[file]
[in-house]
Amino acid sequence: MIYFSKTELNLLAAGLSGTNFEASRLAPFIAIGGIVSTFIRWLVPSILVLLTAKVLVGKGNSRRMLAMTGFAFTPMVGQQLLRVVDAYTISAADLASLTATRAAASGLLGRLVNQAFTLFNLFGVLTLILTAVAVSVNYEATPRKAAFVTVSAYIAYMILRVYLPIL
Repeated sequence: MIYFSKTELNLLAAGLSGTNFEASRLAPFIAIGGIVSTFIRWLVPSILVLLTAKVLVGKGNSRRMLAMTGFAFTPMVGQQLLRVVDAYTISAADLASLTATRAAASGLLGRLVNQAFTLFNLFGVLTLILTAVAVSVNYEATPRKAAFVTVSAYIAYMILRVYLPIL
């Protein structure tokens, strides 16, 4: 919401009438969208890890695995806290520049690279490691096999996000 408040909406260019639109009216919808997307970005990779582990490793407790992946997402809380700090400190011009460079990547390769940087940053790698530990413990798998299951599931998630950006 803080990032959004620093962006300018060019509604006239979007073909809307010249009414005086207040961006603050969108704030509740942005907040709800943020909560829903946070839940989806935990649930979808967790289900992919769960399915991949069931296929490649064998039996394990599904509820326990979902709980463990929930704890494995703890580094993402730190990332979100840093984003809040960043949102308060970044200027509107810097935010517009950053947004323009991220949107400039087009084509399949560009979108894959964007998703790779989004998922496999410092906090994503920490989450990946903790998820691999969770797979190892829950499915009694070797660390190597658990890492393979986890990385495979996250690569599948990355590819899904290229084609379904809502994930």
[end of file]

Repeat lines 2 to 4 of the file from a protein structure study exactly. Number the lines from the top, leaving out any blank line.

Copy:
Amino acid sequence: MIYFSKTELNLLAAGLSGTNFEASRLAPFIAIGGIVSTFIRWLVPSILVLLTAKVLVGKGNSRRMLAMTGFAFTPMVGQQLLRVVDAYTISAADLASLTATRAAASGLLGRLVNQAFTLFNLFGVLTLILTAVAVSVNYEATPRKAAFVTVSAYIAYMILRVYLPIL
Repeated sequence: MIYFSKTELNLLAAGLSGTNFEASRLAPFIAIGGIVSTFIRWLVPSILVLLTAKVLVGKGNSRRMLAMTGFAFTPMVGQQLLRVVDAYTISAADLASLTATRAAASGLLGRLVNQAFTLFNLFGVLTLILTAVAVSVNYEATPRKAAFVTVSAYIAYMILRVYLPIL
């Protein structure tokens, strides 16, 4: 919401009438969208890890695995806290520049690279490691096999996000 408040909406260019639109009216919808997307970005990779582990490793407790992946997402809380700090400190011009460079990547390769940087940053790698530990413990798998299951599931998630950006 803080990032959004620093962006300018060019509604006239979007073909809307010249009414005086207040961006603050969108704030509740942005907040709800943020909560829903946070839940989806935990649930979808967790289900992919769960399915991949069931296929490649064998039996394990599904509820326990979902709980463990929930704890494995703890580094993402730190990332979100840093984003809040960043949102308060970044200027509107810097935010517009950053947004323009991220949107400039087009084509399949560009979108894959964007998703790779989004998922496999410092906090994503920490989450990946903790998820691999969770797979190892829950499915009694070797660390190597658990890492393979986890990385495979996250690569599948990355590819899904290229084609379904809502994930």